COVID-19: Long-term visa holders required to undergo medical exam before returning to South Korea
SEOUL: Foreign long-term residents of South Korea will need to obtain a re-entry permit before leaving the country, and a medical exam before returning, to help stem coronavirus infections, according to government notices posted online.
Some foreign embassies began issuing notices dated on Thursday (May 21), and the new policies were outlined in Korean on the Ministry of Foreign Affairs website.
Asked about the notices, the presidential Blue House on Friday confirmed the changes but said the Ministry of Justice would make a formal announcement, possibly as soon as Sunday.
According to the notices, starting on Jun 1, South Korea will temporarily require re-entry permits, which are usually waived for long-term visa holders. If the permit is not obtained at a local immigration office before departing South Korea, the resident will lose their visa.
The provision does not apply to diplomatic or official visas or "overseas Korean" visas - given to people with a foreign parent or grandparent who once held Korean nationality.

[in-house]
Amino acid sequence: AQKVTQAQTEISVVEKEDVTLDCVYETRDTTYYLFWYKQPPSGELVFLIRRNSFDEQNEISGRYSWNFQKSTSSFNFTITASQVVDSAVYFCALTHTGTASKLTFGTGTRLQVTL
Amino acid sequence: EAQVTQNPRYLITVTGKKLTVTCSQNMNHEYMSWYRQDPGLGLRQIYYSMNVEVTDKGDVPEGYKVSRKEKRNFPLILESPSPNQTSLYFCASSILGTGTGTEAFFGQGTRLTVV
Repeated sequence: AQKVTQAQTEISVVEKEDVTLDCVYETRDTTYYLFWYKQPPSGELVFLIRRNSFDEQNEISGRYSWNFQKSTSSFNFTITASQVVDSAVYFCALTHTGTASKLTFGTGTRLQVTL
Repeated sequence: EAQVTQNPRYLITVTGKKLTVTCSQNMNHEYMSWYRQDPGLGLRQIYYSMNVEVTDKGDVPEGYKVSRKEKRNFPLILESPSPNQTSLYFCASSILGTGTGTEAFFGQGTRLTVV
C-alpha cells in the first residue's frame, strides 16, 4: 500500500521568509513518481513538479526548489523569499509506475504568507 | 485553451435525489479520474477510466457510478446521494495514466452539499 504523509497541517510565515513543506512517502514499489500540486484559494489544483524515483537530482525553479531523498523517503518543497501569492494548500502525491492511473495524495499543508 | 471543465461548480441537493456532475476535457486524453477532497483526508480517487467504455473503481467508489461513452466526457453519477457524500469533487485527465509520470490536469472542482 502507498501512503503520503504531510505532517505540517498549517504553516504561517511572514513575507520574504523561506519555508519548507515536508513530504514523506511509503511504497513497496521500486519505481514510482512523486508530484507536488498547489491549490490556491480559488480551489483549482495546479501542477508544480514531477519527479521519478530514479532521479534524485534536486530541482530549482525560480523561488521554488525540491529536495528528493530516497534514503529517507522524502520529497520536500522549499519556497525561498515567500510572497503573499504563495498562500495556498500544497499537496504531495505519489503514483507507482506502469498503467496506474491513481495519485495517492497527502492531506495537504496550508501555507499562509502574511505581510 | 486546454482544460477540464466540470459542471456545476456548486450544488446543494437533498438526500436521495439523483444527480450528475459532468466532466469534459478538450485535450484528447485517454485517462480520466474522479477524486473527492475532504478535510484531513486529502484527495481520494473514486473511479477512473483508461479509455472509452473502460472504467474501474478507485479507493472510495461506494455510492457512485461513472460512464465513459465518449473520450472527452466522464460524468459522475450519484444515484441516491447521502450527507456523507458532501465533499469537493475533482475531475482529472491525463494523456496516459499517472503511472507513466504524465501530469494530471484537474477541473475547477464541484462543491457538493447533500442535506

Shortly before returning to South Korea, the resident will need to undergo a medical examination, and then present a signed certificate to immigration officials upon arrival.
"The diagnosis shall be written in English or Korean, signed by a medical examiner and issued by an authorised medical institution," the Indian Embassy to South Korea said in a statement.
"It shall also include the date of examination and the presence or absence of fever, cough, chills, headache, breathing difficulty, muscle pain, and pulmonary symptoms."
Like all arrivals from overseas, returning long-term residents must still be tested and submit to a mandatory two-week quarantine, though they can self-isolate at home if they do not have symptoms.
South Korea reported 20 new coronavirus cases as of midnight on Thursday, bringing its total to 11,142, with 266 deaths.
Nine of the new infections were imported cases. A total of 1,200 infections are from overseas, and nearly 90 per cent of them are Korean nationals flying back from abroad.